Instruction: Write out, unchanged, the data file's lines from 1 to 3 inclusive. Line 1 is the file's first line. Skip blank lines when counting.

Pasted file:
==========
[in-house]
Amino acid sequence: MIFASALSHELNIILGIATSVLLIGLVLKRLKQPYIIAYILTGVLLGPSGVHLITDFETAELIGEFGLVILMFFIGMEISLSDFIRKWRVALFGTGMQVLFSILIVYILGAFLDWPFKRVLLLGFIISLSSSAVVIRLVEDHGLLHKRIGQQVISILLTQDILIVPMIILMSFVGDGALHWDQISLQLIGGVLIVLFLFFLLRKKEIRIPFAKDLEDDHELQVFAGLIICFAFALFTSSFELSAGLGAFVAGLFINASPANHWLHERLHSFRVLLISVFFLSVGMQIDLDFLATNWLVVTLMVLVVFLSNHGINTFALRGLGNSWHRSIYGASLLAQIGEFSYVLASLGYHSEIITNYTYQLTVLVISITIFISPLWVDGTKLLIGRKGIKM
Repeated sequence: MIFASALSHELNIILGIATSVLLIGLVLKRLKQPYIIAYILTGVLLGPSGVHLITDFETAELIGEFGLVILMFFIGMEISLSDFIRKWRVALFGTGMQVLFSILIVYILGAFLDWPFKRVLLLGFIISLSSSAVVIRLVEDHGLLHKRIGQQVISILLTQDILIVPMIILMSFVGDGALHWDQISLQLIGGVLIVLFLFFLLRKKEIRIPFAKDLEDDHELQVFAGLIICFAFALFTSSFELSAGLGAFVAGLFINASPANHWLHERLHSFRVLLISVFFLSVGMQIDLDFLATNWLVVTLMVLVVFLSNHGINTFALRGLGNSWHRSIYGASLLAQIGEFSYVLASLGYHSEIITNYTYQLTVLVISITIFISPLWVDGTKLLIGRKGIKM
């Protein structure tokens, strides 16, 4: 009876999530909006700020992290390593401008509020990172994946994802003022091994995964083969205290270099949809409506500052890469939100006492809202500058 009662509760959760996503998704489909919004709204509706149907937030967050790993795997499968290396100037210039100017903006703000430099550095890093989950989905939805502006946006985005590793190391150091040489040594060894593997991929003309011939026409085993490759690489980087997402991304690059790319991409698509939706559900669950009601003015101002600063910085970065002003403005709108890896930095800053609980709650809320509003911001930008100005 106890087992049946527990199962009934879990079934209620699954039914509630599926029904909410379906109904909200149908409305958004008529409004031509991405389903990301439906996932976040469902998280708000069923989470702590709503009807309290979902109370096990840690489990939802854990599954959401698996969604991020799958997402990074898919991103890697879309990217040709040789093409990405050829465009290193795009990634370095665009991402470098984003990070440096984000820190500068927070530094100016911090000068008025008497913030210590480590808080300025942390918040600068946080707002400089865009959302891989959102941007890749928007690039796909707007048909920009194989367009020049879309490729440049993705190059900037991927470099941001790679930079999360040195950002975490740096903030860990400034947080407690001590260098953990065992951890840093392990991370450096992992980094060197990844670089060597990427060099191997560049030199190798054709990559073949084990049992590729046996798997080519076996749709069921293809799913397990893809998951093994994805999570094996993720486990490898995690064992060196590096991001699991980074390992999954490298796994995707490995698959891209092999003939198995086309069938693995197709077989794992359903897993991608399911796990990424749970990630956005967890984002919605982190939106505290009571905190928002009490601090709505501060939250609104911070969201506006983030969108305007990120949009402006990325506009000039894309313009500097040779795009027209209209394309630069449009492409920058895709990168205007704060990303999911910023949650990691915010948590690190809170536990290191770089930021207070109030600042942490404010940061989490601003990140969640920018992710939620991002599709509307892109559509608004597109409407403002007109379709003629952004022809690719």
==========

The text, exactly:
[in-house]
Amino acid sequence: MIFASALSHELNIILGIATSVLLIGLVLKRLKQPYIIAYILTGVLLGPSGVHLITDFETAELIGEFGLVILMFFIGMEISLSDFIRKWRVALFGTGMQVLFSILIVYILGAFLDWPFKRVLLLGFIISLSSSAVVIRLVEDHGLLHKRIGQQVISILLTQDILIVPMIILMSFVGDGALHWDQISLQLIGGVLIVLFLFFLLRKKEIRIPFAKDLEDDHELQVFAGLIICFAFALFTSSFELSAGLGAFVAGLFINASPANHWLHERLHSFRVLLISVFFLSVGMQIDLDFLATNWLVVTLMVLVVFLSNHGINTFALRGLGNSWHRSIYGASLLAQIGEFSYVLASLGYHSEIITNYTYQLTVLVISITIFISPLWVDGTKLLIGRKGIKM
Repeated sequence: MIFASALSHELNIILGIATSVLLIGLVLKRLKQPYIIAYILTGVLLGPSGVHLITDFETAELIGEFGLVILMFFIGMEISLSDFIRKWRVALFGTGMQVLFSILIVYILGAFLDWPFKRVLLLGFIISLSSSAVVIRLVEDHGLLHKRIGQQVISILLTQDILIVPMIILMSFVGDGALHWDQISLQLIGGVLIVLFLFFLLRKKEIRIPFAKDLEDDHELQVFAGLIICFAFALFTSSFELSAGLGAFVAGLFINASPANHWLHERLHSFRVLLISVFFLSVGMQIDLDFLATNWLVVTLMVLVVFLSNHGINTFALRGLGNSWHRSIYGASLLAQIGEFSYVLASLGYHSEIITNYTYQLTVLVISITIFISPLWVDGTKLLIGRKGIKM